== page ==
Termination of the Lease
It seems clear to me that WLE and NSC are in default of the lease on several counts, and the lease is quite clear that there is no remedy once a default has occurred. That said, the court might still decide that the possibility of economic disruption would be too great if Power REIT were allowed to completely revoke the lease, and so might simply change the terms of the lease, or order that they negotiate a new lease that the court deems fair.
Any of these outcomes would most likely be favorable to Power REIT, since the current lease has no provision for inflation, past or future, and the current rent is far below a market rate. The worst-case scenario for Power REIT would be if the court were to rule in WLE and NSC’s favor, and re-affirm the status quo.
If the court finds the lease in default, then WLE or some other railway will need to renegotiate a lease with Power REIT. Given the fact that the current lease is 50 years old and has no inflation adjustment, it seems reasonable to expect that any new lease would be considerably more lucrative for Power REIT than the old one. It’s also worth considering that the rail in question lies on top of the active Marcellus Shale natural gas play. While the environmental impacts of shale gas drilling are in question, the impact on rail usage are not: shale gas drilling requires incredible volumes of water, sand, and drilling chemicals to be hauled, and rail is far more economical for moving bulk goods than roads. Any new market lease would probably be worth many times the $915,000 per year ($0.55 per PW share) paid under the old lease.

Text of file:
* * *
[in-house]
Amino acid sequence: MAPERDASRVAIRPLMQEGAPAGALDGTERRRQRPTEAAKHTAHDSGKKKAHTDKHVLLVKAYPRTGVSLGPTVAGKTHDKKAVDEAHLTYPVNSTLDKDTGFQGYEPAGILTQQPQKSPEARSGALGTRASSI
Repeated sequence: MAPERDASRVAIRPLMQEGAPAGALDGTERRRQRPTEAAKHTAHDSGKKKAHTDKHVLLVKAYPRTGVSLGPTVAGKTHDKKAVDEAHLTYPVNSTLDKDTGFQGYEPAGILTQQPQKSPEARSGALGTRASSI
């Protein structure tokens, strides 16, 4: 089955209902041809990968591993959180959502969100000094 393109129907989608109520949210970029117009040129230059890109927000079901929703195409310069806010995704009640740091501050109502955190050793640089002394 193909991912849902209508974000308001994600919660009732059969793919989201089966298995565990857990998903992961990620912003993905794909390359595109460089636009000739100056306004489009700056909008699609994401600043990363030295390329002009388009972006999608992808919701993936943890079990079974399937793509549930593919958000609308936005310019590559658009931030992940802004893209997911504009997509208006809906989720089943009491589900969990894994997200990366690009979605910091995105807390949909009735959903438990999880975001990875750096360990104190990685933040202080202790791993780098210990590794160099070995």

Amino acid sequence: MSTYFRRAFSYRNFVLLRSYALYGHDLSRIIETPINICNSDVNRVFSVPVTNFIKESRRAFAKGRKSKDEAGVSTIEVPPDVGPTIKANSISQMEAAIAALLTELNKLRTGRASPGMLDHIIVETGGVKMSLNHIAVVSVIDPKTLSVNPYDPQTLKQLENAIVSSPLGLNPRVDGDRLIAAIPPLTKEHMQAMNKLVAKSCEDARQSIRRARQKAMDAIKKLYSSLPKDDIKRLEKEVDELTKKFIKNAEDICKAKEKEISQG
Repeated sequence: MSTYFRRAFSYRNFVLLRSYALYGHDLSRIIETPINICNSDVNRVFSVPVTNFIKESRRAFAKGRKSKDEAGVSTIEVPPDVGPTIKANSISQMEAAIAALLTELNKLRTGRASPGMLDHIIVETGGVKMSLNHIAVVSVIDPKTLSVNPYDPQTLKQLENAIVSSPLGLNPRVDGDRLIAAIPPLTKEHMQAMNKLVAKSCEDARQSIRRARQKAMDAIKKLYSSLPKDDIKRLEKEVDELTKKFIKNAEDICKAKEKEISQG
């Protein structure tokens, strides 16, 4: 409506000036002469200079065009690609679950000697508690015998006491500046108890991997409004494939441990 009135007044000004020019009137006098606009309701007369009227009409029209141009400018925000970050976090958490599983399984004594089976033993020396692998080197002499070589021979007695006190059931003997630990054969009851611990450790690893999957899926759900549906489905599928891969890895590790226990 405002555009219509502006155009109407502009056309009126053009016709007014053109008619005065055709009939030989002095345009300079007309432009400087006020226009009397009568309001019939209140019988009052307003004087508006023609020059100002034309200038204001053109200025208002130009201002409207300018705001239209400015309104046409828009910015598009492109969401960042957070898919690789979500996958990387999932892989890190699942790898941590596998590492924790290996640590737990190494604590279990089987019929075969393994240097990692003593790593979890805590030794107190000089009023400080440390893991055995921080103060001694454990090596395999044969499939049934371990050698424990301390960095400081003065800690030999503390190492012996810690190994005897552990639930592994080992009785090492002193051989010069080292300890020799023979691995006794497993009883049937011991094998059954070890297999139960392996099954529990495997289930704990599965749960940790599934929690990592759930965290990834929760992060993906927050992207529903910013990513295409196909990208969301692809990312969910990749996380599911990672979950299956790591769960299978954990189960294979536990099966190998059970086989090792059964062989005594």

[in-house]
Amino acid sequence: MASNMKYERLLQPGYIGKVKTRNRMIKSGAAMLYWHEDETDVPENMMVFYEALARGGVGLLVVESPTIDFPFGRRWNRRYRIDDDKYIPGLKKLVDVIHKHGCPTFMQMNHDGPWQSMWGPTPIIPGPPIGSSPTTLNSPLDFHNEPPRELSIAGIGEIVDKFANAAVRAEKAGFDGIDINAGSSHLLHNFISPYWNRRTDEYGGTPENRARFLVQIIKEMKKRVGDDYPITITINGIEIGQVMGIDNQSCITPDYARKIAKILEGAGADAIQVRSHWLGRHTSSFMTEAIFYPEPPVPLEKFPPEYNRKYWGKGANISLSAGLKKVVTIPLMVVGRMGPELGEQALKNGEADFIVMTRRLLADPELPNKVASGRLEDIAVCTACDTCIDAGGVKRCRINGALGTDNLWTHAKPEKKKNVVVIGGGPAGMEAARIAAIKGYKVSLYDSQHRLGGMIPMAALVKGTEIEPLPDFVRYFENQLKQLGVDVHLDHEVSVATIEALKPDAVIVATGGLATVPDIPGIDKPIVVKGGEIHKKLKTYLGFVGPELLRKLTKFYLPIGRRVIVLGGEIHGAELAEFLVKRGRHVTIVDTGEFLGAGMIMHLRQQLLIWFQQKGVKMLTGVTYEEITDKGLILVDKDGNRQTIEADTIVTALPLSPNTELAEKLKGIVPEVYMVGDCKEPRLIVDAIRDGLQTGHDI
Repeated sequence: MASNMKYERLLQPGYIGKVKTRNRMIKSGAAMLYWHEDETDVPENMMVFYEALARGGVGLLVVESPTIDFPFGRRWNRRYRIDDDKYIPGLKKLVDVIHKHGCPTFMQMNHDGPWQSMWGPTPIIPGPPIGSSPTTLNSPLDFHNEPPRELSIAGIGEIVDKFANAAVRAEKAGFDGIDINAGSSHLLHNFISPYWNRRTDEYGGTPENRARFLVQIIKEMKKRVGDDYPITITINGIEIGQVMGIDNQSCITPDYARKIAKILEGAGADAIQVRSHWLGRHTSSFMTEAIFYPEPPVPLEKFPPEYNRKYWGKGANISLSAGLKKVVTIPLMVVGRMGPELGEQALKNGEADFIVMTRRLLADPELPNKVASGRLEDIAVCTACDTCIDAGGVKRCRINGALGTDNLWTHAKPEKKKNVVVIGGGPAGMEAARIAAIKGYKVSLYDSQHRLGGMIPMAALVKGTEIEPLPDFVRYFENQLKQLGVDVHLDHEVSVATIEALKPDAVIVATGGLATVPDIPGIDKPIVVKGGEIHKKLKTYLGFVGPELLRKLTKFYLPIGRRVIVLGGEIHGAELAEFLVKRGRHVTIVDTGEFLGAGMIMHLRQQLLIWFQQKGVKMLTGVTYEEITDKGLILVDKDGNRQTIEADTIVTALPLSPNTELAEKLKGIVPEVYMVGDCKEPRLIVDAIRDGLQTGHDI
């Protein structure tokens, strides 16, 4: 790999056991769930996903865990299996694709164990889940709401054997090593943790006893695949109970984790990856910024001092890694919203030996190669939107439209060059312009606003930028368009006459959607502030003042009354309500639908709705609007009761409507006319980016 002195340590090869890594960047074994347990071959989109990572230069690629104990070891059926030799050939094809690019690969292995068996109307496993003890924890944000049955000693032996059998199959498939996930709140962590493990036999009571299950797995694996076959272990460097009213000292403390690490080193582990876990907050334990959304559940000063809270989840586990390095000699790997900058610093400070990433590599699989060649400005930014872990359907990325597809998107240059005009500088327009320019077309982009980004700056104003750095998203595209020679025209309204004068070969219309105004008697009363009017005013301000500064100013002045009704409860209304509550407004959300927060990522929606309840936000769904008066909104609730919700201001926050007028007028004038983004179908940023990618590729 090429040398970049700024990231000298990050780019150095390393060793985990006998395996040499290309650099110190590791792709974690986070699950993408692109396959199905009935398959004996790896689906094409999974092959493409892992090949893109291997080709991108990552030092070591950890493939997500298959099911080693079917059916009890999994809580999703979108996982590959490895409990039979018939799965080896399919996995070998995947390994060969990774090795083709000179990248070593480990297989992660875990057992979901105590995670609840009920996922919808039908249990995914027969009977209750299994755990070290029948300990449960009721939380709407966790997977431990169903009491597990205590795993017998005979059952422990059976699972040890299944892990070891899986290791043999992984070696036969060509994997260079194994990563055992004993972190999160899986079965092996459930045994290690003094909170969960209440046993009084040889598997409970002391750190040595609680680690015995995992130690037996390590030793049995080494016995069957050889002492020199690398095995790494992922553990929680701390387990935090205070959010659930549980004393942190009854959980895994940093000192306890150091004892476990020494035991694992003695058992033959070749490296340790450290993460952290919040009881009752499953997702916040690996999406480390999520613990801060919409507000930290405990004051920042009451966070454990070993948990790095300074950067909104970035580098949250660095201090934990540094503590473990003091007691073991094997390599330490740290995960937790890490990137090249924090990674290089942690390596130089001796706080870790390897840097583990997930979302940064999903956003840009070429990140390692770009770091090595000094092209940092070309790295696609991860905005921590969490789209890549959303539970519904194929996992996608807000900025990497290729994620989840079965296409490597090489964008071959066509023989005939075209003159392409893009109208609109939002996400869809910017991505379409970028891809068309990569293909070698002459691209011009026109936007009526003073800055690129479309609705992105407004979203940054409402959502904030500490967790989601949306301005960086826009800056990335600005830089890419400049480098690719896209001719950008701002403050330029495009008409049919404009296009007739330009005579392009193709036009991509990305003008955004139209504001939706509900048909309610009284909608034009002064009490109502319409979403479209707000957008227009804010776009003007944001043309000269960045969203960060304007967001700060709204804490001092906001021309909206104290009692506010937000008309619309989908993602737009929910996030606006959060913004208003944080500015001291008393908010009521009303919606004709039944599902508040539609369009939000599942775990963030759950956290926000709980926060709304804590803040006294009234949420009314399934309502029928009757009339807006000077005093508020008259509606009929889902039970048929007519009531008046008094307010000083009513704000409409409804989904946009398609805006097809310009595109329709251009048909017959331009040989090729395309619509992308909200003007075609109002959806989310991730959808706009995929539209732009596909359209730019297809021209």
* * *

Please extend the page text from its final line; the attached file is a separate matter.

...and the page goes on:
The lease does not define the terms of the “indebtedness” represented by the almost $16 million in the “settlement account,” and is silent on when the indebtedness is due. PW argues that because the lease is silent on the matter, the money is payable on demand.
Even if Power REIT is not able to demand the money immediately, the lease caps the settlement account at five percent of P&WV’s assets, which, depending on how assets are valued, is almost certainly less than $1 million.
Hence, there are a large number of avenues by which the court might decide that at least $15 million of the settlement account is due and payable immediately. Since Power REIT has only 1.62 million shares outstanding, that amount to a payment of over $9 a share. As I write, Power REIT’s stock last traded at $8.10.
In any case, the court may decide that the balance is subject (as Power REIT argues) to interest at the Applicable Federal Rate (AFR). I was only able to find AFR data back to 1990, but the long term AFR appears to be about 1% less than the 10 year Treasury rate for those years, so I used this approximation for 1967 to 1989. If we assume that the settlement balance has accrued in straight-line fashion over the 45 years since the beginning of the lease, we get a total (with compounded interest) of around $70.7 million.